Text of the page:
As much as scientists can learn from measuring this decay, they can learn even more if they compare it to the decay of another particle made of quarks: B-sub-d, which is made of an anti-bottom quark and a down quark. A B-sub-d particle should decay even more rarely into a pair of muons than a B-sub-s particle. Physicists did not have enough data to make a definitive statement about this decay in this analysis, but their work shows that they will be able to gather evidence of it after the LHC restarts in 2015 at higher energy.
EXPLORING THE TEXAS A&M TIES
Texas A&M University physicist Teruki Kamon describes today’s finding as a moment he’s been waiting for since 2002, when he co-authored a paper with fellow Texas A&M physicists Bhaskar Dutta and Richard Arnowitt proposing a powerful way to test a cosmologically consistent model of supersymmetry.
The Texas A&M trio, pioneers in combining theory and experiment at a single university, published those early findings in the international journal Physics Letters B, zeroing in on rare particle decays — which had never been observed to date — as their preferred technique and suggesting that the first evidence for supersymmetry might be observed through the Collider Detector at Fermilab (CDF) experiment, in which Kamon has been involved since 2002.
In 2011 Kamon and the CDF team published another paper detailing their recently completed analysis of 10 years of Tevatron-gleaned data that revealed a slight but tantalizing excess in the painstaking search for rare particle decay. While the result was not conclusive, Kamon says it was a definite conclusion.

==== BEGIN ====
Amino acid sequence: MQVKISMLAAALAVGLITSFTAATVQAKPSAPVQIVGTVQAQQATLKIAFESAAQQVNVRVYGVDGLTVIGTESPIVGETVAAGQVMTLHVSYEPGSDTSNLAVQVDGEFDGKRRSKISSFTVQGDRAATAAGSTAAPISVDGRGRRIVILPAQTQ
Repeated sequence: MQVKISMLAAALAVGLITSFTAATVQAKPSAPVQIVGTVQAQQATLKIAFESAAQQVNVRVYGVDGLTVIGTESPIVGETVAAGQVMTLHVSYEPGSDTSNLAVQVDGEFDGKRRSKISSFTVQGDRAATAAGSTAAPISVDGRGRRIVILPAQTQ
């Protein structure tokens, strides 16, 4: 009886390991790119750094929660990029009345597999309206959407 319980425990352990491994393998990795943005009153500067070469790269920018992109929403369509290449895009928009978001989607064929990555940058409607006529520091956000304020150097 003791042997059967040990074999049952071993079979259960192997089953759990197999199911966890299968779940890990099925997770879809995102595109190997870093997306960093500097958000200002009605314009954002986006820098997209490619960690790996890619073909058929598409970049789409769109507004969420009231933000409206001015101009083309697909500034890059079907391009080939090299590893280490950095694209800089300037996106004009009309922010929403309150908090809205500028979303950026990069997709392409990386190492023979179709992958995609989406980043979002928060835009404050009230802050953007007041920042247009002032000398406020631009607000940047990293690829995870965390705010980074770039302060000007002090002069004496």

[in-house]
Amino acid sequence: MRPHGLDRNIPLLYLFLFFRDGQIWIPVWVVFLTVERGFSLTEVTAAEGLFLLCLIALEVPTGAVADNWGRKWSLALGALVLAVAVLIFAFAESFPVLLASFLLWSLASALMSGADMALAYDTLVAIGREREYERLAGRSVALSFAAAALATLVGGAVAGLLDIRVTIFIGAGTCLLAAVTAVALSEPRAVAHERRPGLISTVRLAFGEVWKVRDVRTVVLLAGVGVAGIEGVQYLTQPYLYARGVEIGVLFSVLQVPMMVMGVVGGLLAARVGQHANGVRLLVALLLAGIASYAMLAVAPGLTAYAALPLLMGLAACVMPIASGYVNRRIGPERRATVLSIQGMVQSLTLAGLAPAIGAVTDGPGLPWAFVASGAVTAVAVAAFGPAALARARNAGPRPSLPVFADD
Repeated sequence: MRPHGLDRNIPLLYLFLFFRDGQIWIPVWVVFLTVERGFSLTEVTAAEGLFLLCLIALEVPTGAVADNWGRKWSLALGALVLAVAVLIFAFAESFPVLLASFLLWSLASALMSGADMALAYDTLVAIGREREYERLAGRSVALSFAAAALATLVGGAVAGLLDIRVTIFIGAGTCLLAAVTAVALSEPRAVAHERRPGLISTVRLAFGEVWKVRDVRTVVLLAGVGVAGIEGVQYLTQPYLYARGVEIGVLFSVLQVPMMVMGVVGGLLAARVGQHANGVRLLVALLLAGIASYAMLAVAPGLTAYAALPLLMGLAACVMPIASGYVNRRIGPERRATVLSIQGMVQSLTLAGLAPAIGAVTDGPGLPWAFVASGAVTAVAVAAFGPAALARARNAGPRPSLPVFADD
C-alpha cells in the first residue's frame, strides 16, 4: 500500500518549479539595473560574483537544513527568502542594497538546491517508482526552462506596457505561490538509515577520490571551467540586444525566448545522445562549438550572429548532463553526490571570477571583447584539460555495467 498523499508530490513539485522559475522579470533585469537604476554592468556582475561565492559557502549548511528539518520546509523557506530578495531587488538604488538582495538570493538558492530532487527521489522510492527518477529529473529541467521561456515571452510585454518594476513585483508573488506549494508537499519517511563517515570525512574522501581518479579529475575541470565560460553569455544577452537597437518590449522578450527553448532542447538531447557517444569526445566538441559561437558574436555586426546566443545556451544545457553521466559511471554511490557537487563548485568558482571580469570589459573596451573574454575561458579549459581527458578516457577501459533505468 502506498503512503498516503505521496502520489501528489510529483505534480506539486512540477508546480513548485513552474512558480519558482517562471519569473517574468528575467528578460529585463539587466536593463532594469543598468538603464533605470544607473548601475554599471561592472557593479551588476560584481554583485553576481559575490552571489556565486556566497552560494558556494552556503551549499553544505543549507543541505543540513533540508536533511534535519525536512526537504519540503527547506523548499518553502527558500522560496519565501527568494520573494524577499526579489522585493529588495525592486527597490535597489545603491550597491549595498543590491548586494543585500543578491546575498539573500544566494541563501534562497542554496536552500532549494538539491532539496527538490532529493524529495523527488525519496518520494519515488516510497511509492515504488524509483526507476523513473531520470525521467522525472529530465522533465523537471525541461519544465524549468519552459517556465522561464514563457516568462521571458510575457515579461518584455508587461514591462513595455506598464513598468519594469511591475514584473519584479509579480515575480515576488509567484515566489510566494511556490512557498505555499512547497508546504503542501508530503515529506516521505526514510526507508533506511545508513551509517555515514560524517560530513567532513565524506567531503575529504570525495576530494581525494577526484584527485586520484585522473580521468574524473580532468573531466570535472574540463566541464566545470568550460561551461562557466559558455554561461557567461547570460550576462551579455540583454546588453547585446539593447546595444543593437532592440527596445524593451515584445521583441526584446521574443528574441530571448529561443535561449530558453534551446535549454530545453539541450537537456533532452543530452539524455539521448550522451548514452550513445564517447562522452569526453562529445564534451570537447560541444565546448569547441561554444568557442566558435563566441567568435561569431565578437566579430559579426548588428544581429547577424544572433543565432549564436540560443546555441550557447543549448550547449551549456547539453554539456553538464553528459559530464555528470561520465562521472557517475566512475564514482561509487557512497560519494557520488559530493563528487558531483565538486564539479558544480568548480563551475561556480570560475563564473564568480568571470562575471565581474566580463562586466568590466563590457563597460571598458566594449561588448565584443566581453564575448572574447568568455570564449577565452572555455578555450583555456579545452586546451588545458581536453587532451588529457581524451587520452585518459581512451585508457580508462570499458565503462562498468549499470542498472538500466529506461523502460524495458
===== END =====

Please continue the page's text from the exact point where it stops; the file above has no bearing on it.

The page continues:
“We searched for this at the Tevatron, hoping supersymmetry-related particles are light enough,” Kamon said. “Now, they look heavier.”
In switching to the CMS experiment, Kamon says he chose to pursue so-called direct searches instead of indirect because of the LHC’s powerful capability and the conventional wisdom that new physics discoveries, such as supersymmetry, would come before actual particle observation.
“The LHC is truly the machine to probe new physics at Tera-electron volts,” Kamon said. “But nature is tricky; the LHC discovered the Higgs boson instead. But this is actually encouraging, because supersymmetry needs the Higgs boson. So I just keep moving. This is not the end of the story nor of supersymmetry.”
Kamon says the 2002 paper fits the theme of Texas A&M’s present-day George P. and Cynthia Woods Mitchell Institute for Fundamental Physics and Astronomy, which is uniquely suited to explore the interconnection between particle physics and cosmology, given its makeup of high-energy physicists and astronomers who are involved in many prominent international collaborations and experiments — LHC, Fermilab and otherwise — and well positioned to capitalize on the latest astrophysical observations regarding the precise determination of the content of the universe.